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P.E.I. government introduces new PTSD legislation, despite private member’s bill

Sonny Gallant, Workforce and Advanced Learning minister, said both college and university students will soon be eligible to collect EI during their post secondary education in the province. Gallant said further details in the coming weeks will be announced about this new program
Sonny Gallant, Workforce and Advanced Learning minister. -File

A bill to give workers coverage for post-traumatic stress disorder may never become law despite passing in the legislature in December.

That’s because the governing Liberals started debate Friday on a new bill they tabled to amend the Workers Compensation Act and replace the one they already voted for.

Workforce Minister Sonny Gallant brought the bill to the floor and said he thought the spirit of the private member’s bill passed last year was good.

“However, I sincerely feel like we have to do more for all Islanders in the workforce,” he said.

The bill MLAs passed in the fall sitting included amendments to the Workers Compensation Act to provide coverage for people with PTSD.

It also gave physicians the ability to diagnose PTSD in Workers Compensation Board cases.

That bill passed unanimously, but cabinet never proclaimed it and it never came into effect.

When the Liberals tabled their bill, it was similar to the one passed in December, but with expanded coverage.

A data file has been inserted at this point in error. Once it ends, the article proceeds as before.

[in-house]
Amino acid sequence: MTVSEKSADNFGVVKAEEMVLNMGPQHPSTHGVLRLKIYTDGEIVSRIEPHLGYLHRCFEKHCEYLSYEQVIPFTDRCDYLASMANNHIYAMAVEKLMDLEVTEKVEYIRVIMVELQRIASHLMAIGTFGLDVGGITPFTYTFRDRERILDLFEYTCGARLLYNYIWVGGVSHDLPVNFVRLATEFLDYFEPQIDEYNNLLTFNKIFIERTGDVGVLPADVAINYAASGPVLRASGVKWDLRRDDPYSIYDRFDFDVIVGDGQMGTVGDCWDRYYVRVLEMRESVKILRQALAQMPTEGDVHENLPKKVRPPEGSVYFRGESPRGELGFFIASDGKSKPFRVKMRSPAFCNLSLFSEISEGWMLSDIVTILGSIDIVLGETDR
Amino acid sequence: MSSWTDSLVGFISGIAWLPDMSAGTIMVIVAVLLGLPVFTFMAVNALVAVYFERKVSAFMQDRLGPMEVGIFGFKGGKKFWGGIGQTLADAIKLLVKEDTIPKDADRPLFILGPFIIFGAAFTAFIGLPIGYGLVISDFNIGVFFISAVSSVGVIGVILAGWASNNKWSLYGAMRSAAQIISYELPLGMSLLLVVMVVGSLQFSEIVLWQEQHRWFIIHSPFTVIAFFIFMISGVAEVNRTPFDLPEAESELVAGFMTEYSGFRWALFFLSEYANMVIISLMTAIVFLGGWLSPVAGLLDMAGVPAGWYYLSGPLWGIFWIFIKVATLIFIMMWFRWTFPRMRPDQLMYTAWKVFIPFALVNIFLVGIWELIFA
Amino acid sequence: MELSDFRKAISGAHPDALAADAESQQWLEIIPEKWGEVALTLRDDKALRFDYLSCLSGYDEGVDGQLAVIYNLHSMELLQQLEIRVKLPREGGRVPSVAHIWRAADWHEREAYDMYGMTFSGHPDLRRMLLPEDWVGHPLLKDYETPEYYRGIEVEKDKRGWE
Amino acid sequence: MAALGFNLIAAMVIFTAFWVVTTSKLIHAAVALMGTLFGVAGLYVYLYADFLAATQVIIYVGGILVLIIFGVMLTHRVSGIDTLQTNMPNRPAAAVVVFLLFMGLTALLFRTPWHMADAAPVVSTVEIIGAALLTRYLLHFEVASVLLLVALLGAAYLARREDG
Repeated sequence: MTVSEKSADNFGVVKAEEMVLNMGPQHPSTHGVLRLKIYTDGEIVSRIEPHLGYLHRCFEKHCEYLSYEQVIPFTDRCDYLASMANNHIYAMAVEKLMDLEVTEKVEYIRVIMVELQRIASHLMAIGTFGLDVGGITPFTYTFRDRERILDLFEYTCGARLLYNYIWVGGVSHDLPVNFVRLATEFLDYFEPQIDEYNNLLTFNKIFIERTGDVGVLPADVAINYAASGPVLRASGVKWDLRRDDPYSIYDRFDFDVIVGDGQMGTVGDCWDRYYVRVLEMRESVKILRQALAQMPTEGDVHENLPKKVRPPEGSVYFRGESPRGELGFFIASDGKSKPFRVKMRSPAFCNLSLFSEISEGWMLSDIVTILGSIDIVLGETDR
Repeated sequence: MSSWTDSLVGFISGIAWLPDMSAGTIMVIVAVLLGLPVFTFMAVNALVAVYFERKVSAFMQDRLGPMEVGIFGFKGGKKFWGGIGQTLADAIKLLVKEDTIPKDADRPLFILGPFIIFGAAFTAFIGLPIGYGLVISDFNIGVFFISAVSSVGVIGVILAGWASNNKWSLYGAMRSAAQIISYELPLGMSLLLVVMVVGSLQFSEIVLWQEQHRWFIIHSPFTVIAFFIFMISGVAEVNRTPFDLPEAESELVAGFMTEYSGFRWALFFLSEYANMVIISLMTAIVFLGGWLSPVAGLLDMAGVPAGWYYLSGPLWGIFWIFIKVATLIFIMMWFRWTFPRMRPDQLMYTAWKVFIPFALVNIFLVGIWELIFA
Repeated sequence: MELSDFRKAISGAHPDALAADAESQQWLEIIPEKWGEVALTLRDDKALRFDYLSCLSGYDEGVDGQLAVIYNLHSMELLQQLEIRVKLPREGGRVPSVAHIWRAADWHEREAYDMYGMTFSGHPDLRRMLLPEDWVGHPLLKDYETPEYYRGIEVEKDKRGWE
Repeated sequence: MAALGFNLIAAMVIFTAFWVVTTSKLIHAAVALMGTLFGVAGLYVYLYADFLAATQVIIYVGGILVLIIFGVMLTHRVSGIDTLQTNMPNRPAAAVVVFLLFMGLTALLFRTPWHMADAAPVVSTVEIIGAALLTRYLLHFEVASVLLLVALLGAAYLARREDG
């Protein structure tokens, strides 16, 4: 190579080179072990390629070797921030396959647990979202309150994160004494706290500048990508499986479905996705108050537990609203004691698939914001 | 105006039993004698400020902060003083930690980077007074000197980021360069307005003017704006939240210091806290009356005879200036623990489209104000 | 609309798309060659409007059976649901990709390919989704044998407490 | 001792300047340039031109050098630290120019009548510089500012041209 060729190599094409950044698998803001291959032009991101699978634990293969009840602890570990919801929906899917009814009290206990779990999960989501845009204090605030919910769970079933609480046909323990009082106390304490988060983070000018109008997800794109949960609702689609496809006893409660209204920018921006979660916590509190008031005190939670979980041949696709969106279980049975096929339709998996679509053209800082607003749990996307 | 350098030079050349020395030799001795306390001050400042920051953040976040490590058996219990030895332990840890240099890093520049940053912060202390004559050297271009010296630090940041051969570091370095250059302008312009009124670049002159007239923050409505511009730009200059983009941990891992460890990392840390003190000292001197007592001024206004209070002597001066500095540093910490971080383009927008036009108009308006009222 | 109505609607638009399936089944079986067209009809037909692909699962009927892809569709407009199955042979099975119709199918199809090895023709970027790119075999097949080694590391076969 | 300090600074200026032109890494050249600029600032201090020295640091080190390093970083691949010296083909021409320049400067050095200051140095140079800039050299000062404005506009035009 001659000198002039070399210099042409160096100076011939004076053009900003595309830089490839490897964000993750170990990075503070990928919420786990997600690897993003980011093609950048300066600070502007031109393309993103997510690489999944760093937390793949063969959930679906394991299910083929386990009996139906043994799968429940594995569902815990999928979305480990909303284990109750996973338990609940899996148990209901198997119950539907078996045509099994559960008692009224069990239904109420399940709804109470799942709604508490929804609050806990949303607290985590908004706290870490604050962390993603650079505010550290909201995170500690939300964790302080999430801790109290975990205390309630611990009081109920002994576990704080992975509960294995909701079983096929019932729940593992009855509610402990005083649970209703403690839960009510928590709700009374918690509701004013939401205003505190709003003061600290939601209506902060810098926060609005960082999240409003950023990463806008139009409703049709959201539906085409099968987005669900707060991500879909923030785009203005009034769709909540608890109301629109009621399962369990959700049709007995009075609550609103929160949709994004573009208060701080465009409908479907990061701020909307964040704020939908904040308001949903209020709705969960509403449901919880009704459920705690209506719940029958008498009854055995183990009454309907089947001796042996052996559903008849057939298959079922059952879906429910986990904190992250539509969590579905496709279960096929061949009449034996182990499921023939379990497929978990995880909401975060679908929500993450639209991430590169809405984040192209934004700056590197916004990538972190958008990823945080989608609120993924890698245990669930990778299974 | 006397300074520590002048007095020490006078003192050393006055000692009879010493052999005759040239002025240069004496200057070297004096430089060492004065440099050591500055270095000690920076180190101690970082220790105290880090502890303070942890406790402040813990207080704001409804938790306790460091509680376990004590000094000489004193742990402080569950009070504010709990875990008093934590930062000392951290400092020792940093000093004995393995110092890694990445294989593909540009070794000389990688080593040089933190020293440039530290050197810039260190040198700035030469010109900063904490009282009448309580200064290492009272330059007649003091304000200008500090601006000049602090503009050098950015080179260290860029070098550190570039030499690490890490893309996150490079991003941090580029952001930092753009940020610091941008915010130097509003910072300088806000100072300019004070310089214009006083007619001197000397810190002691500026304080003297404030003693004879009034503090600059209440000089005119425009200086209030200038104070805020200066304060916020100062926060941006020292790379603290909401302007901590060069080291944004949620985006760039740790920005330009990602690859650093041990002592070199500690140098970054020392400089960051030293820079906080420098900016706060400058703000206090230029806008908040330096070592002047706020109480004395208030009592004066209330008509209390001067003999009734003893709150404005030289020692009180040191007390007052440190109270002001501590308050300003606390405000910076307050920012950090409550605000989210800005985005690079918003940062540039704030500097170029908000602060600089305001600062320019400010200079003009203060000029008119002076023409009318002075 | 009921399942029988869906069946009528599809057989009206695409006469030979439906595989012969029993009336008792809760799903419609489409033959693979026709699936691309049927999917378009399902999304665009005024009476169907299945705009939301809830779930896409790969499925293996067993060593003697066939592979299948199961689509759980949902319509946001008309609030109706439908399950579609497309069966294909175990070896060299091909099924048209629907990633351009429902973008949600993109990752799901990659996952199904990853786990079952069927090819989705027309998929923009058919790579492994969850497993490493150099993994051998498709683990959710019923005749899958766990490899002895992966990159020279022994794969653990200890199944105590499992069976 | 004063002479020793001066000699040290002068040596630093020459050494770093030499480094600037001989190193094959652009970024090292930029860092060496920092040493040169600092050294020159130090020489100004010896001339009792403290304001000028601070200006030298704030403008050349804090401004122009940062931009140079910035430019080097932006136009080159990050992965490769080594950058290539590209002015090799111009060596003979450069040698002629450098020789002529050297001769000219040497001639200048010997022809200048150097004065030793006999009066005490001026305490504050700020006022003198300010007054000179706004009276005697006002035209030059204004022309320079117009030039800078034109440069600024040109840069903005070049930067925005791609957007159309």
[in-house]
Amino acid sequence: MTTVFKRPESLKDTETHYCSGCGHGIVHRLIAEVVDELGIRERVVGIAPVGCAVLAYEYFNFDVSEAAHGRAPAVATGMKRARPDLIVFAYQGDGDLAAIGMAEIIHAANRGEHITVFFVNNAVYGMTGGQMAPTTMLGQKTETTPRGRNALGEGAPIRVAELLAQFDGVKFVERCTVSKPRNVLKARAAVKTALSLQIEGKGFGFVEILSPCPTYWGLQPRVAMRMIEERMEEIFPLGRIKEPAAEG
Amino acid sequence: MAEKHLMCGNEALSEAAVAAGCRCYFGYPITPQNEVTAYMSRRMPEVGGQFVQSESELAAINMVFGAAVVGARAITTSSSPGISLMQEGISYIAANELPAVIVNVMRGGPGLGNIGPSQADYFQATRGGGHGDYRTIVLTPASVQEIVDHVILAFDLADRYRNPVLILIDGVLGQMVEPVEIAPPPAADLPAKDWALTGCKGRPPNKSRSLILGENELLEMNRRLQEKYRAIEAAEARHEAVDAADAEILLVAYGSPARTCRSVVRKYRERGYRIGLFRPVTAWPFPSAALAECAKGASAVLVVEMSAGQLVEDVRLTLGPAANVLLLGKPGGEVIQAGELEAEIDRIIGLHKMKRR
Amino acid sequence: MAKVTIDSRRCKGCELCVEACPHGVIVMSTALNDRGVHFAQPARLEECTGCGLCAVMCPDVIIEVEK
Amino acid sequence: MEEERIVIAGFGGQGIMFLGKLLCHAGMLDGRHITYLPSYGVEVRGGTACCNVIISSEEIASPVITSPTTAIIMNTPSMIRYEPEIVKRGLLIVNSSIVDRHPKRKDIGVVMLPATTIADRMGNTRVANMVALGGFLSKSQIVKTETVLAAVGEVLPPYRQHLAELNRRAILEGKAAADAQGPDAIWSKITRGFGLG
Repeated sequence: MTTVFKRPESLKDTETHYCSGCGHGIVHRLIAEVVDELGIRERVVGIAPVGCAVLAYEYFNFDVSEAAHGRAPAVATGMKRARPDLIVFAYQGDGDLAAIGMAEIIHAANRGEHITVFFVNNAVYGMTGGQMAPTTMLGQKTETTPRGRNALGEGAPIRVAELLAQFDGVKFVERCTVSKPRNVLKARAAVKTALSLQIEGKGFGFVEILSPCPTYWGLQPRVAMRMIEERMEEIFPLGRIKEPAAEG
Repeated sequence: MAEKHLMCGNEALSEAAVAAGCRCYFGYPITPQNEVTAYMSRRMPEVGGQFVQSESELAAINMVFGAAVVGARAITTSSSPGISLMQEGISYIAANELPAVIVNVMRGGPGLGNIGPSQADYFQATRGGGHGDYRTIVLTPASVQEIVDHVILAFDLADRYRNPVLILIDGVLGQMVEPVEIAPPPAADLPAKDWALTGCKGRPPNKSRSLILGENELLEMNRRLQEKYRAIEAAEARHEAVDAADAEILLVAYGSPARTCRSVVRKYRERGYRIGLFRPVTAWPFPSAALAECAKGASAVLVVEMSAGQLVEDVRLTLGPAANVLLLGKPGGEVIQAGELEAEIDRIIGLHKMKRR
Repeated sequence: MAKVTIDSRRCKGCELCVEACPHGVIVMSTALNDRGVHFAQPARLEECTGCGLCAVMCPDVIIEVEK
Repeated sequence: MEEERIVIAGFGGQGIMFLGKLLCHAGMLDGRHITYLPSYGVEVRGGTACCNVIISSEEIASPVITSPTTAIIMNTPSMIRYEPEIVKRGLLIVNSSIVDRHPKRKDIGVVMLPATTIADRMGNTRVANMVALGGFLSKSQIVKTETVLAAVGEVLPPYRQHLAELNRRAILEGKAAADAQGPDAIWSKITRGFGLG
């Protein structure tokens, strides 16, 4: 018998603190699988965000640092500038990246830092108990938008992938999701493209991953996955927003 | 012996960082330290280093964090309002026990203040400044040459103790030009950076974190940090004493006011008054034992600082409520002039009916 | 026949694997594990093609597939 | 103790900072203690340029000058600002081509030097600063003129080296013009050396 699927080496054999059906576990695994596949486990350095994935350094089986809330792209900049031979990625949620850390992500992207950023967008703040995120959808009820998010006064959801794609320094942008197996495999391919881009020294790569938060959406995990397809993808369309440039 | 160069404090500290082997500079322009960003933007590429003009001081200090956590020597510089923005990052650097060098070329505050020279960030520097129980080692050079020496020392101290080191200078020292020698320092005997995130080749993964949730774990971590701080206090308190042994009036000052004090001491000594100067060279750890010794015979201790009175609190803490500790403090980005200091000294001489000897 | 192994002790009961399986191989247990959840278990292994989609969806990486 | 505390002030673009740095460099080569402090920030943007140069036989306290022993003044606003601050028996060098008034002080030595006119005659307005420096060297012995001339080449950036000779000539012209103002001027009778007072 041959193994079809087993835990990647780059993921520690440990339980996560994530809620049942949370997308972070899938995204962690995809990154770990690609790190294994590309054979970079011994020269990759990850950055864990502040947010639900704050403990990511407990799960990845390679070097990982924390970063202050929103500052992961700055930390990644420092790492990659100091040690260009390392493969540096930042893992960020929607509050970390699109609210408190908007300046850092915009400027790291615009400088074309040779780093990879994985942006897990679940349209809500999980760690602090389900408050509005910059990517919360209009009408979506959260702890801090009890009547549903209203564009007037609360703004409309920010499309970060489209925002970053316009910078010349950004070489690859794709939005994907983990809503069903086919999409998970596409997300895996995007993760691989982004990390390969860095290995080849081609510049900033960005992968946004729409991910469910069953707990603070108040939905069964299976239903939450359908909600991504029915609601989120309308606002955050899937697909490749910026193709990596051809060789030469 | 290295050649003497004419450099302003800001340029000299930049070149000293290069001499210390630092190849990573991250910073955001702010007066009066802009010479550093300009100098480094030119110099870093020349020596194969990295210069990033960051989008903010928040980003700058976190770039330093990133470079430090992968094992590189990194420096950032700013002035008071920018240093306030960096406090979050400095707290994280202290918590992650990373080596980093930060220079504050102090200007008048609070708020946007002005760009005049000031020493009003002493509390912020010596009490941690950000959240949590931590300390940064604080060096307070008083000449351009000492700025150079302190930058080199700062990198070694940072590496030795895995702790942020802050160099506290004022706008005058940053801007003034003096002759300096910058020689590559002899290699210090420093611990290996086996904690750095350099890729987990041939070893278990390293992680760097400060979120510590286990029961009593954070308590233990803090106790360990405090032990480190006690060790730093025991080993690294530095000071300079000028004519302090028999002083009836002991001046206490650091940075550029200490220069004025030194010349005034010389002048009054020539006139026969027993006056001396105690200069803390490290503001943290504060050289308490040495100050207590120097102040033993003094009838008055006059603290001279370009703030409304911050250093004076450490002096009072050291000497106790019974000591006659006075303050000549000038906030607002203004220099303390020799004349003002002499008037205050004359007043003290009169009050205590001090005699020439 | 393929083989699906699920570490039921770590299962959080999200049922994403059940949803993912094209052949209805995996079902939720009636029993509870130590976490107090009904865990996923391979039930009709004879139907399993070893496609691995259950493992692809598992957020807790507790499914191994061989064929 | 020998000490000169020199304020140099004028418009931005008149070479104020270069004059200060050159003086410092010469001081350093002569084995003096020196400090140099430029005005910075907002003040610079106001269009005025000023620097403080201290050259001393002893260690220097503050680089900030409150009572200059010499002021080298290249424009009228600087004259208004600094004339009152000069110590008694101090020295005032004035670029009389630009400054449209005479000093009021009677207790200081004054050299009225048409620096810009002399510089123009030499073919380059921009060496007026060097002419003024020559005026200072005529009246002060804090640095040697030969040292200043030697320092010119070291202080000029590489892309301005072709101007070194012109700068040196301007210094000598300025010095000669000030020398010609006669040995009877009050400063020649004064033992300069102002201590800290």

It also limited diagnosis of PTSD to psychiatrists and psychologists.

Gallant said there have been three cases involving PTSD claims before the WCB since the bill passed in December and two of those have been dealt with under policies already in place.

“People were still protected,” he said.

As the debate continued, Opposition MLAs questioned the decision to remove physicians from the bill.

Kate Marshall, director of workplace services for the Workers Compensation Board, was on the floor of the legislature with Gallant where she said some doctors may not be comfortable doing a diagnosis and may end up submitting a report that’s not comprehensive enough.

Marshall said a diagnosis of PTSD requires an in-depth assessment that can take up to four hours.

“While there are family physicians who feel they have the expertise to diagnose PTSD or other trauma and stress-related disorders we felt that it was a relatively small proportion of family physicians and we don’t want to put that added burden on them,” she said.

Marshall added the board also doesn’t want to get an incorrect diagnosis because a physician doesn’t have time to do a full assessment.

Jason Woodbury, Miscouche’s fire chief and president of CUPE local 3324, was at the legislature Friday to watch the debate and spoke to the media after it adjourned for the day.

Woodbury said he commended the government for including work-related stressors as a cause of PTSD in its bill, but didn’t agree with limiting diagnosis to psychiatrists and psychologists.

“We have some concerns with that because certainly there is a shortage of psychologists and psychiatrists in the province that are accessible for any of our members that need to seek those services,” he said.

After watching the debate, Woodbury said the government had the opportunity to proclaim the private member’s bill and he didn’t know what the delay was.

“At the end of the day the workers on Prince Edward Island are suffering and this bill needs to be proclaimed immediately,” he said.  

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